Deep are the ties that bind me to her, and it began – simply, innocently - with a song. I find solace in knowing that she has inspired countless others around the world from cultures different than her own, and it thrills me to know she lived to see the first African-American elected to the presidency of the United States.
Miriam Makeba has been -- for me at 10 years old and for me at 40 – the origin of a hunger for a worldly consciousness. Through the opportunity presented to me 28 years ago by Miss Hamilton’s own love for Miriam Makeba, I know that the responsibility to nurture this appetite constantly rests in my own hands.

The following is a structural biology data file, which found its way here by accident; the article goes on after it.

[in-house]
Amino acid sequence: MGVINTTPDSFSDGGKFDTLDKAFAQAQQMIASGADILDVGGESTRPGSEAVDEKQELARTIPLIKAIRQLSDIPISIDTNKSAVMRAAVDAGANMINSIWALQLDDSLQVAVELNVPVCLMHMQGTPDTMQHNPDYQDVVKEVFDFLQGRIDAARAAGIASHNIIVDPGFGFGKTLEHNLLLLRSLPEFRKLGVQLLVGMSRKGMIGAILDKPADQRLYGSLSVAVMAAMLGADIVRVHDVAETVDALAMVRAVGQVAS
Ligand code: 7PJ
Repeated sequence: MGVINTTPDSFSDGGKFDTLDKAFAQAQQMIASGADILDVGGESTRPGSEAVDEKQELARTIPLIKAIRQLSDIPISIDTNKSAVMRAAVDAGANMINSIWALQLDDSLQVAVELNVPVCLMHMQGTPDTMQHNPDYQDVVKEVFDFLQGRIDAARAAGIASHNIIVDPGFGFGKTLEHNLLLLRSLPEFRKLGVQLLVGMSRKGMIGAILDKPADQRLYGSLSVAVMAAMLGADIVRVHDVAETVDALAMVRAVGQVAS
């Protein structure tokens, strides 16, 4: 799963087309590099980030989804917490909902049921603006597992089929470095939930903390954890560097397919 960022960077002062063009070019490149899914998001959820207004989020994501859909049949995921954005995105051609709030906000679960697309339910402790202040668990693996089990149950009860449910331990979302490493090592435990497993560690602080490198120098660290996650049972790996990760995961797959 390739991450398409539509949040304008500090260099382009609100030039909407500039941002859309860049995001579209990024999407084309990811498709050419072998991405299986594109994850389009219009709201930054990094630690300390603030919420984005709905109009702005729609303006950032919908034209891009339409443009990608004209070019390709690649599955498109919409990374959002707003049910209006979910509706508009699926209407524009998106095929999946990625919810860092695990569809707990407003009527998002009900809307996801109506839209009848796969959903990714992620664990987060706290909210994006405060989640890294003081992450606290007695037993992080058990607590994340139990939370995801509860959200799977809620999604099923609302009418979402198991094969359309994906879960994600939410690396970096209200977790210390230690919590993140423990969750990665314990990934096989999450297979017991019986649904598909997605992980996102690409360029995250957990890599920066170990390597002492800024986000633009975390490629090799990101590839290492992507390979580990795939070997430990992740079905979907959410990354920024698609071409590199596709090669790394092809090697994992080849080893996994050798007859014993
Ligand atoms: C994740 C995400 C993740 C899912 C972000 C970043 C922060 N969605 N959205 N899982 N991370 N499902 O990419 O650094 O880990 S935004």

“The music keeps going all night long ‘til the morning sun begins to shine.” Miriam Makeba, your heart may have stopped in Italy last week, but your spirit will never cease to dance. I am indebted to you for exemplifying through music and dance that life can have purpose, that life can be cherished, and that life should be celebrated with the coming of each morning’s sun. ***
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To read and listen to Ofeibea Quist-Arcton’s NPR feature on Miriam Makeba, click here.
To view one of the many versions of “Pata-Pata” on video, click here.